Attacker in London terrorist incident identified as Daesh sympathizer
British police have identified as Sudesh Amman the attacker who stabbed two people in the Streatham district of south London on Sunday and later was shot dead by armed officers.
According to Press TV quoting the Metropolitan Police, the incident left three people, a man and two women, injured.
A man who had received life-threatening injuries was no longer in critical condition, officials said, adding, a woman who had less serious wounds was discharged from hospital.
Another woman, who had suffered lacerations from shards of glass after an officer discharged his weapon, was still being treated in hospital, Lucy D’Orsi, Deputy Assistant Commissioner in the Metropolitan Police, said.
“The incident was quickly declared as a terrorist incident,” D’Orsi said, adding that the armed officers who shot Amman dead were part of a “proactive counter-terrorism surveillance operation.”
Meanwhile, Prime Minister Boris Johnson said in a statement, “An investigation is taking place at pace to establish the full facts of what happened,” promising his government would announce plans on Monday for making changes to the system for handling people convicted of terrorism offenses.
In November 2018, Amman pleaded guilty to possession of terrorist documents and disseminating terrorist publications, and the following month, he was sentenced to more than three years in prison.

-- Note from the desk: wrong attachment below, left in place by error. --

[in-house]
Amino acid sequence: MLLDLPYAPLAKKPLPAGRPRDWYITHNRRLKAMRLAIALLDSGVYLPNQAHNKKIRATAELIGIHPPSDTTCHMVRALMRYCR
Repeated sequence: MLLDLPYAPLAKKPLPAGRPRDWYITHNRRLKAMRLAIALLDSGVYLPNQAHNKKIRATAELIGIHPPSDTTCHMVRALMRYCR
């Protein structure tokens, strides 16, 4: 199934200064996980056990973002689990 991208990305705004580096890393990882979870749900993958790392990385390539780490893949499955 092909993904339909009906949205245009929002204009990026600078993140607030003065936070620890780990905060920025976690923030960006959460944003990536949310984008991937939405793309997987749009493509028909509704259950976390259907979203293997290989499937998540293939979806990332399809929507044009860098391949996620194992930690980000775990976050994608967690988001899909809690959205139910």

Amman, 20, was released in January, but was deemed sufficiently high risk so he has been under special monitoring by police ever since.
The police have uncovered downloaded material on Amman's computers and telephone about making explosives and carrying out terrorist attacks.
Messages showed that he had discussed with his family, friends and friend his extreme views and desire to carry out an attack, often focused on using a knife, police said.
In December 2017, Amman posted a picture of Daesh leader Abu Bakr al-Baghdadi, who was killed during a US raid in Syria in October, and told his brother in a message that the Takfiri group “was here to stay”.
He also described Yazidi women as slaves and said it was permissible to abuse them, and in another message, he encouraged his friend to behead her parents.